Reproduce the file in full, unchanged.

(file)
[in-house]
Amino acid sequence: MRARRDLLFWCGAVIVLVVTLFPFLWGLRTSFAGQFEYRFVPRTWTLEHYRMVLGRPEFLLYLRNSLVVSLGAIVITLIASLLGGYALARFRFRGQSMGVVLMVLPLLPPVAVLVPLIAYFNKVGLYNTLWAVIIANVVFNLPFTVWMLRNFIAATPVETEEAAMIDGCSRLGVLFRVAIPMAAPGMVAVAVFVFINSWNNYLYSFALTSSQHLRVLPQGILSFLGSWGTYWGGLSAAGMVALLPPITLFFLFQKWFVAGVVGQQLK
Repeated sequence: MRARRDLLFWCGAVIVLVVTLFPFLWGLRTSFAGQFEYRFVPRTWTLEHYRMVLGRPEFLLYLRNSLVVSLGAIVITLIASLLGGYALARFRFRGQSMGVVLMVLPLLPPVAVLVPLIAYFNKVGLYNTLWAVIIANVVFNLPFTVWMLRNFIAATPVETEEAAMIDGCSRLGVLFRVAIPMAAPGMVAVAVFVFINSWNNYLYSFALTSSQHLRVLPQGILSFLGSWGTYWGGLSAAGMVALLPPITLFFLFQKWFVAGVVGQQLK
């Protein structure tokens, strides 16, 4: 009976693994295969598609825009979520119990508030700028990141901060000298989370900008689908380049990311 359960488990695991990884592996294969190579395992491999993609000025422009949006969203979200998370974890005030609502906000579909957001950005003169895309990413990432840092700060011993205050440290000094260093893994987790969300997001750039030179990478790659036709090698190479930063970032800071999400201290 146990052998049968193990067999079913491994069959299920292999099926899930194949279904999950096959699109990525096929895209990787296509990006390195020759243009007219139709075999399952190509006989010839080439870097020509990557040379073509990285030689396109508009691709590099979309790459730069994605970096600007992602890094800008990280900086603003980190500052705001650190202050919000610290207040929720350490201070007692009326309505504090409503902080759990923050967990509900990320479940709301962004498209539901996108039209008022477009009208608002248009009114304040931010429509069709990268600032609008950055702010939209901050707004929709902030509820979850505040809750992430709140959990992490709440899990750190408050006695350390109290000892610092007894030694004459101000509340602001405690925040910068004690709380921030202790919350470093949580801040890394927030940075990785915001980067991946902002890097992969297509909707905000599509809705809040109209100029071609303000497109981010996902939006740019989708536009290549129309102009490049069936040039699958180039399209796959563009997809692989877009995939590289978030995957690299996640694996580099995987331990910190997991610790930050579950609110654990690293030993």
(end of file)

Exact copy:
[in-house]
Amino acid sequence: MRARRDLLFWCGAVIVLVVTLFPFLWGLRTSFAGQFEYRFVPRTWTLEHYRMVLGRPEFLLYLRNSLVVSLGAIVITLIASLLGGYALARFRFRGQSMGVVLMVLPLLPPVAVLVPLIAYFNKVGLYNTLWAVIIANVVFNLPFTVWMLRNFIAATPVETEEAAMIDGCSRLGVLFRVAIPMAAPGMVAVAVFVFINSWNNYLYSFALTSSQHLRVLPQGILSFLGSWGTYWGGLSAAGMVALLPPITLFFLFQKWFVAGVVGQQLK
Repeated sequence: MRARRDLLFWCGAVIVLVVTLFPFLWGLRTSFAGQFEYRFVPRTWTLEHYRMVLGRPEFLLYLRNSLVVSLGAIVITLIASLLGGYALARFRFRGQSMGVVLMVLPLLPPVAVLVPLIAYFNKVGLYNTLWAVIIANVVFNLPFTVWMLRNFIAATPVETEEAAMIDGCSRLGVLFRVAIPMAAPGMVAVAVFVFINSWNNYLYSFALTSSQHLRVLPQGILSFLGSWGTYWGGLSAAGMVALLPPITLFFLFQKWFVAGVVGQQLK
């Protein structure tokens, strides 16, 4: 009976693994295969598609825009979520119990508030700028990141901060000298989370900008689908380049990311 359960488990695991990884592996294969190579395992491999993609000025422009949006969203979200998370974890005030609502906000579909957001950005003169895309990413990432840092700060011993205050440290000094260093893994987790969300997001750039030179990478790659036709090698190479930063970032800071999400201290 146990052998049968193990067999079913491994069959299920292999099926899930194949279904999950096959699109990525096929895209990787296509990006390195020759243009007219139709075999399952190509006989010839080439870097020509990557040379073509990285030689396109508009691709590099979309790459730069994605970096600007992602890094800008990280900086603003980190500052705001650190202050919000610290207040929720350490201070007692009326309505504090409503902080759990923050967990509900990320479940709301962004498209539901996108039209008022477009009208608002248009009114304040931010429509069709990268600032609008950055702010939209901050707004929709902030509820979850505040809750992430709140959990992490709440899990750190408050006695350390109290000892610092007894030694004459101000509340602001405690925040910068004690709380921030202790919350470093949580801040890394927030940075990785915001980067991946902002890097992969297509909707905000599509809705809040109209100029071609303000497109981010996902939006740019989708536009290549129309102009490049069936040039699958180039399209796959563009997809692989877009995939590289978030995957690299996640694996580099995987331990910190997991610790930050579950609110654990690293030993």